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The difference is that Puerto Rico has a population of 3.2 million, of whom (I guess) a LOT would be quite useful female tennis players. There are only 77,000 people in Andorra, so I doubt that there's anywhere near the same degree of choice available (much as I would like to see it).
But despite that they still have managed to field a Davis Cup team 17 times since the year 2000.

If they really wanted to keep Jimenez, surely they could just pick a few club girls and just take them to a Fed Cup tie for one week. They might not perform that well, but as long as it gets her within a chance for the Olympics surely they would take it?
 

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But despite that they still have managed to field a Davis Cup team 17 times since the year 2000.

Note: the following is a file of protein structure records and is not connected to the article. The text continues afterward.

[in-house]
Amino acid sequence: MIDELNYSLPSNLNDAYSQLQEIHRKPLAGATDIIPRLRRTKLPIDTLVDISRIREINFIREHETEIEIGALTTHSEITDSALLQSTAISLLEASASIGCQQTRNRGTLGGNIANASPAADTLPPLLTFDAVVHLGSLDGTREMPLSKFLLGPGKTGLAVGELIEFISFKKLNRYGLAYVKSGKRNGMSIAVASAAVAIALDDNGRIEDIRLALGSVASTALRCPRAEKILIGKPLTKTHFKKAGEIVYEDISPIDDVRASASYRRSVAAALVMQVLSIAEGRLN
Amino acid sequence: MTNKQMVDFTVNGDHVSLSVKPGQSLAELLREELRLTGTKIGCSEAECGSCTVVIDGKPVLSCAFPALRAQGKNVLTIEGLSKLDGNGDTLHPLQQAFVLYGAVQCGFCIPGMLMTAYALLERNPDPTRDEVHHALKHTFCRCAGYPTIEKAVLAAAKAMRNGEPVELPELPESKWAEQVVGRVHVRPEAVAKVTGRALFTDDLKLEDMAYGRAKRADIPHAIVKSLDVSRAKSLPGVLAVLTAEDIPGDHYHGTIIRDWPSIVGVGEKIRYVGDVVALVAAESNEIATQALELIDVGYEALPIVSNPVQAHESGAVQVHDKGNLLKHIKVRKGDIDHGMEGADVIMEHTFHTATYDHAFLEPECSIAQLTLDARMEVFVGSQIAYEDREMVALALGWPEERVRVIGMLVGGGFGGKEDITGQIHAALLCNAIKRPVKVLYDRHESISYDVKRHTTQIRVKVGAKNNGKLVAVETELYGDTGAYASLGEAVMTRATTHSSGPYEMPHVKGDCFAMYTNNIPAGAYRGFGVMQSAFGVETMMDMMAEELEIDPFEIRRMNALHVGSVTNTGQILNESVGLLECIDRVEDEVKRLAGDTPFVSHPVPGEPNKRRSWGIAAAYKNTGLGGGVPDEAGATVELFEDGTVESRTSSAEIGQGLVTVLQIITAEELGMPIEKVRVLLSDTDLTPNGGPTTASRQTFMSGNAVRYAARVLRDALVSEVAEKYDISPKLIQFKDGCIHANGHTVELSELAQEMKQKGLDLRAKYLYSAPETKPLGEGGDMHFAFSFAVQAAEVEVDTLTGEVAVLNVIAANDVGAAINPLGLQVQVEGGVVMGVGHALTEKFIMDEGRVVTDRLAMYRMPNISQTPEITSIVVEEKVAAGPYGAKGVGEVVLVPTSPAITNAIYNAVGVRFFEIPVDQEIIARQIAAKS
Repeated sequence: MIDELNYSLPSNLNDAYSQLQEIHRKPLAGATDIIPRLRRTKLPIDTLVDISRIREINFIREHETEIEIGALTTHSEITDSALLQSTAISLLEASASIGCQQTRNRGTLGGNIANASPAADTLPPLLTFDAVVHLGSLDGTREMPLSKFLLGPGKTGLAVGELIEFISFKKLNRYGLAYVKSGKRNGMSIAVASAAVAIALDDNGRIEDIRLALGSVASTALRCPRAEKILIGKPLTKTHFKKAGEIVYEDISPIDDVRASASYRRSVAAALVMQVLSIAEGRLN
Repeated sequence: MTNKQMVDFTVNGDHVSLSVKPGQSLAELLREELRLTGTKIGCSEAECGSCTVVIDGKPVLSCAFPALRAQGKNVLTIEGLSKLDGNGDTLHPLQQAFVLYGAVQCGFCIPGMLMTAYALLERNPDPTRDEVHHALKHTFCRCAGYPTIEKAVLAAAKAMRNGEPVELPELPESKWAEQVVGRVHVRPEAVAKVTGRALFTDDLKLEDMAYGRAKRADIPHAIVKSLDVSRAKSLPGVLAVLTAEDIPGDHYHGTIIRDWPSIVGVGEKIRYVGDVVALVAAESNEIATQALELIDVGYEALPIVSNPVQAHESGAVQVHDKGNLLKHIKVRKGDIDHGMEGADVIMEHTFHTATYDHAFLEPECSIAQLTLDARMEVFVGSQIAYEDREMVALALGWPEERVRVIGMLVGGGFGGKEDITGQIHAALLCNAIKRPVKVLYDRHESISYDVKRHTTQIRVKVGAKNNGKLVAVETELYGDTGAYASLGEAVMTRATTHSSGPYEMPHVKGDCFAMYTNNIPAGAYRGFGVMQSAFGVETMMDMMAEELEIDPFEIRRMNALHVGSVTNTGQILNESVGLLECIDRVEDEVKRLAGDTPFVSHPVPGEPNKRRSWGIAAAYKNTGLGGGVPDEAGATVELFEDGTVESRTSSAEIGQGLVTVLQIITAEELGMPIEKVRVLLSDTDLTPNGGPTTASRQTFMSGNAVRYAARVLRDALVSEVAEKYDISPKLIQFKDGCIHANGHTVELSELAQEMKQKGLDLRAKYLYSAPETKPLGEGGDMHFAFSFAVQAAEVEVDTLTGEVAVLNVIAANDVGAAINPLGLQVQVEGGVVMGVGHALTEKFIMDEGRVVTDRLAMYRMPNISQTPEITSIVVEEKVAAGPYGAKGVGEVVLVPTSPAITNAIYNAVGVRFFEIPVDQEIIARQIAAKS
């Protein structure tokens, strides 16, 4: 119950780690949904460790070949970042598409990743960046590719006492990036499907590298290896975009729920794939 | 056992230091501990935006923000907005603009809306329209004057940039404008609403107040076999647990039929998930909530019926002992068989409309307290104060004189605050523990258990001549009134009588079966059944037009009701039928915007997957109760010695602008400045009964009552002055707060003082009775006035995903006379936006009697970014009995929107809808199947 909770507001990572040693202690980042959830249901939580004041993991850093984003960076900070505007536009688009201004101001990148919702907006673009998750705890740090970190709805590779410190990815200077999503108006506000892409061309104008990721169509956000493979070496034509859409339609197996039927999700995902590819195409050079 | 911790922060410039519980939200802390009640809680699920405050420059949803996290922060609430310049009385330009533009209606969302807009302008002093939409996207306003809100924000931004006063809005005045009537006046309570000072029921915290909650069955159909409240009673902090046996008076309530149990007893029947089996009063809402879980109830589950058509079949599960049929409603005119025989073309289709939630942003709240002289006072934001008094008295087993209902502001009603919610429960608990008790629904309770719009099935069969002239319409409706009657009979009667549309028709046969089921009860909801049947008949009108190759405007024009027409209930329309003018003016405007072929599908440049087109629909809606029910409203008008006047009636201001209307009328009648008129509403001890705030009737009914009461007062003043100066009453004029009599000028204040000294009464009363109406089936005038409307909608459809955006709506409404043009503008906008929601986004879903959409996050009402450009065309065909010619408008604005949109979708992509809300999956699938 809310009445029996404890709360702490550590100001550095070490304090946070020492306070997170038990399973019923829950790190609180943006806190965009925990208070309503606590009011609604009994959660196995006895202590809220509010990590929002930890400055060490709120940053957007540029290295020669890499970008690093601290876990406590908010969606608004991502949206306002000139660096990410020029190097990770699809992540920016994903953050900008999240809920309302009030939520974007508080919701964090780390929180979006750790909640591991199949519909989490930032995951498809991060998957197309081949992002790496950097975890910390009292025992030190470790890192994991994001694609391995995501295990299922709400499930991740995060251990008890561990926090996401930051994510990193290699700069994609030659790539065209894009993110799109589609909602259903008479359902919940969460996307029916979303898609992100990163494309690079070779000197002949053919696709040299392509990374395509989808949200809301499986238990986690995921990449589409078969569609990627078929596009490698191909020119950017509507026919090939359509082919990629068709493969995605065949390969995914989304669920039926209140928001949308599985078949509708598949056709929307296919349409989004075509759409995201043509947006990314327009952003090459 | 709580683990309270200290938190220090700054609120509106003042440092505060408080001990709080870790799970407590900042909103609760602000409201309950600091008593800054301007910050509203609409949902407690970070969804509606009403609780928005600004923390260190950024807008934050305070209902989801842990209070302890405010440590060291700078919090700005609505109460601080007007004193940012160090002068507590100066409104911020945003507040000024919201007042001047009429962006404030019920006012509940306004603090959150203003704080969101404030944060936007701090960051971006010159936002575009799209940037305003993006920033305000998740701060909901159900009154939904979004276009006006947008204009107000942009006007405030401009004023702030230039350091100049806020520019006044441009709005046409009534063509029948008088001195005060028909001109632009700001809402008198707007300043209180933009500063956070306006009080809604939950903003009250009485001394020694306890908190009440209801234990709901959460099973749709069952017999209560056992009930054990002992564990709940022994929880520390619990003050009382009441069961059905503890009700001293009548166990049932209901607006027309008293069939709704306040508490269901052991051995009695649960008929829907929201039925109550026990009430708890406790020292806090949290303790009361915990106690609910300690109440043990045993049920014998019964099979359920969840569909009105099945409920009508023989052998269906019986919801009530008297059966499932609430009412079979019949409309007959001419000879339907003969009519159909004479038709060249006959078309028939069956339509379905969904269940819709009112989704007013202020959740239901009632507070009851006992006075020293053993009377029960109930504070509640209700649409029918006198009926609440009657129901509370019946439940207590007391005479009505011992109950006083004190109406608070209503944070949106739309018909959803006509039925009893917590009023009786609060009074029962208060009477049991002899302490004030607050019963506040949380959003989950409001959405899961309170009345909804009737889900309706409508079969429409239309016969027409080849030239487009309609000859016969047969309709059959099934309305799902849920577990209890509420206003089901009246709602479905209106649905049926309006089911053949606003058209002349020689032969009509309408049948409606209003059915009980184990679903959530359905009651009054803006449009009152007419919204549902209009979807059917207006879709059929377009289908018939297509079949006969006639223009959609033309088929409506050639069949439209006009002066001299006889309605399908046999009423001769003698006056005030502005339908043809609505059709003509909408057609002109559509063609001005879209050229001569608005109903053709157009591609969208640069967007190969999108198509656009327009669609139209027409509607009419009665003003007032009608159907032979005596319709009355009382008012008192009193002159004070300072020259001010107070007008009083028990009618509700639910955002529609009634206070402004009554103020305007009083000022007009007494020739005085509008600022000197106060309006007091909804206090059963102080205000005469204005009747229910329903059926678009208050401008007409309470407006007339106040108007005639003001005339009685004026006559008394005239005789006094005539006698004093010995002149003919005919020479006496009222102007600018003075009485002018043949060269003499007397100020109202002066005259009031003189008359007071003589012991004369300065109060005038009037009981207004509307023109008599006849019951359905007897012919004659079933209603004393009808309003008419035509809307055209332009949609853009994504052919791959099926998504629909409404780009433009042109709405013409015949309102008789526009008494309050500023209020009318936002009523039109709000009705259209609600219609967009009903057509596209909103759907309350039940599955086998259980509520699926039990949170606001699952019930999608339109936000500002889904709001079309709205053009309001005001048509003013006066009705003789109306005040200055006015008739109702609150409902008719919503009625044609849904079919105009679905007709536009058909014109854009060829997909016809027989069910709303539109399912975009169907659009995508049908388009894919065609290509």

If they really wanted to keep Jimenez, surely they could just pick a few club girls and just take them to a Fed Cup tie for one week. They might not perform that well, but as long as it gets her within a chance for the Olympics surely they would take it?
Looking at the Olympic qualification criteria, unless there is discretion regarding Fed Cup or other national representation, she's not eligible because she didn't play Fed Cup last year (according to the rules, you have to have represented your country in at least two of the last four years, one of which must be 2019 or 2020) and has never otherwise represented Andorra as a country at senior level.

Obviously I may be wrong, but I think her only chance of being there is to become the European continental wild card. However, I can't see her getting even that, because every other country in Europe has players ranked higher than her, simply because she has still not played a senior tournament.

Let's not worry about the Olympics for her until 2024.
 

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Looking at the Olympic qualification criteria, unless there is discretion regarding Fed Cup or other national representation, she's not eligible because she didn't play Fed Cup last year (according to the rules, you have to have represented your country in at least two of the last four years, one of which must be 2019 or 2020) and has never otherwise represented Andorra as a country at senior level.